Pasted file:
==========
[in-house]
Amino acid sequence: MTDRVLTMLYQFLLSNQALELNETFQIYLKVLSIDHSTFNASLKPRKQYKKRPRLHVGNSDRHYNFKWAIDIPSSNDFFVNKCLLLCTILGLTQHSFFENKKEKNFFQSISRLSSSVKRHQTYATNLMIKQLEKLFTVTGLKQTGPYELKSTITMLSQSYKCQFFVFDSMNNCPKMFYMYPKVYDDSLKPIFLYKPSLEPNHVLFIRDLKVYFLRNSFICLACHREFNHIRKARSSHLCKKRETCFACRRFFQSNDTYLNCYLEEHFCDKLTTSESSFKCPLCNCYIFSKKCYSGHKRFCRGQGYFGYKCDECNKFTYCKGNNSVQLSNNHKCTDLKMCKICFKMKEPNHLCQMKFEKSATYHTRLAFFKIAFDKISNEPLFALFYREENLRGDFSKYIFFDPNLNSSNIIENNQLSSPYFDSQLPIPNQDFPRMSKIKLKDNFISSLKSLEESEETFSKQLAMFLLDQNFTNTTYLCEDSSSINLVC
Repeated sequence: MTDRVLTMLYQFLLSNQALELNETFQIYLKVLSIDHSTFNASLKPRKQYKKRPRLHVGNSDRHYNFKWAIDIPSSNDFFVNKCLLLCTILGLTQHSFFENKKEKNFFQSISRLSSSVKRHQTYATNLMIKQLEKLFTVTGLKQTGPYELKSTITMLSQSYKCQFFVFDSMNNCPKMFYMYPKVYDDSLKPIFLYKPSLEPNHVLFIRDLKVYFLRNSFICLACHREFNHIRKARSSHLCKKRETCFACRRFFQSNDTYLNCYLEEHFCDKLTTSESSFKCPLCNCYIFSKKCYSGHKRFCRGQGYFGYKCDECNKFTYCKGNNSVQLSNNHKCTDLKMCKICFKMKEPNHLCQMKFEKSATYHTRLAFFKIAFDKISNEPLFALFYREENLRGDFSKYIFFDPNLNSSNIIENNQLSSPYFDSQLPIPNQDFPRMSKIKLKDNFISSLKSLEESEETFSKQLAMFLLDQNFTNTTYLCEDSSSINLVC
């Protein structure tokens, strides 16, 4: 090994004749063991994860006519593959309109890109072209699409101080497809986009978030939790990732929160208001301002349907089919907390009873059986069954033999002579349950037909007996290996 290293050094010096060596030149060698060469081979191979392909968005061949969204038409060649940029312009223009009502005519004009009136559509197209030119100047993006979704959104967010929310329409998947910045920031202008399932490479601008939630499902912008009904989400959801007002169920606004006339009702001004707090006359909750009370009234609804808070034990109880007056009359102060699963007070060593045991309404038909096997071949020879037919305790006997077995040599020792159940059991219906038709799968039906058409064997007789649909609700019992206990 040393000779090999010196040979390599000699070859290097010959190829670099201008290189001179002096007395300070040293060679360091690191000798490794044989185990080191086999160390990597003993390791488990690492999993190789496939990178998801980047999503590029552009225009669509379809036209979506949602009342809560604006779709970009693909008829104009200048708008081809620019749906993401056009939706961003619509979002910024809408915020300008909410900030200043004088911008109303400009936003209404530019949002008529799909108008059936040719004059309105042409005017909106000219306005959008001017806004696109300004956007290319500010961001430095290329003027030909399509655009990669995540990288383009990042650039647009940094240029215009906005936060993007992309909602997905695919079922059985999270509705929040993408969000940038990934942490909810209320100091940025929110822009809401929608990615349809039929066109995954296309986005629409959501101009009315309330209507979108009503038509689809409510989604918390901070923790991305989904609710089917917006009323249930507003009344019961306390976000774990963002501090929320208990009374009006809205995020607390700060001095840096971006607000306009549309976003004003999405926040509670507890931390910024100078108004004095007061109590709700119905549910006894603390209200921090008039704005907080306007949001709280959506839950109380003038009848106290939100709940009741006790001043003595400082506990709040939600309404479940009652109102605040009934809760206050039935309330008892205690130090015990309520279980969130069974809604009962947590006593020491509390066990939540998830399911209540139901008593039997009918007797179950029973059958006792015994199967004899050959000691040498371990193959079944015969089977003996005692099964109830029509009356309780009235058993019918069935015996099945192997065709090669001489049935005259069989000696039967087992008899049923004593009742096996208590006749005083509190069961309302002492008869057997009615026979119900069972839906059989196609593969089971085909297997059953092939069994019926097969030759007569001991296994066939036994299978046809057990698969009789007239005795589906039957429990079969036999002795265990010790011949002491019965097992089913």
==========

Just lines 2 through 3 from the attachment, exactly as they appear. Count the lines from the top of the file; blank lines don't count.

Amino acid sequence: MTDRVLTMLYQFLLSNQALELNETFQIYLKVLSIDHSTFNASLKPRKQYKKRPRLHVGNSDRHYNFKWAIDIPSSNDFFVNKCLLLCTILGLTQHSFFENKKEKNFFQSISRLSSSVKRHQTYATNLMIKQLEKLFTVTGLKQTGPYELKSTITMLSQSYKCQFFVFDSMNNCPKMFYMYPKVYDDSLKPIFLYKPSLEPNHVLFIRDLKVYFLRNSFICLACHREFNHIRKARSSHLCKKRETCFACRRFFQSNDTYLNCYLEEHFCDKLTTSESSFKCPLCNCYIFSKKCYSGHKRFCRGQGYFGYKCDECNKFTYCKGNNSVQLSNNHKCTDLKMCKICFKMKEPNHLCQMKFEKSATYHTRLAFFKIAFDKISNEPLFALFYREENLRGDFSKYIFFDPNLNSSNIIENNQLSSPYFDSQLPIPNQDFPRMSKIKLKDNFISSLKSLEESEETFSKQLAMFLLDQNFTNTTYLCEDSSSINLVC
Repeated sequence: MTDRVLTMLYQFLLSNQALELNETFQIYLKVLSIDHSTFNASLKPRKQYKKRPRLHVGNSDRHYNFKWAIDIPSSNDFFVNKCLLLCTILGLTQHSFFENKKEKNFFQSISRLSSSVKRHQTYATNLMIKQLEKLFTVTGLKQTGPYELKSTITMLSQSYKCQFFVFDSMNNCPKMFYMYPKVYDDSLKPIFLYKPSLEPNHVLFIRDLKVYFLRNSFICLACHREFNHIRKARSSHLCKKRETCFACRRFFQSNDTYLNCYLEEHFCDKLTTSESSFKCPLCNCYIFSKKCYSGHKRFCRGQGYFGYKCDECNKFTYCKGNNSVQLSNNHKCTDLKMCKICFKMKEPNHLCQMKFEKSATYHTRLAFFKIAFDKISNEPLFALFYREENLRGDFSKYIFFDPNLNSSNIIENNQLSSPYFDSQLPIPNQDFPRMSKIKLKDNFISSLKSLEESEETFSKQLAMFLLDQNFTNTTYLCEDSSSINLVC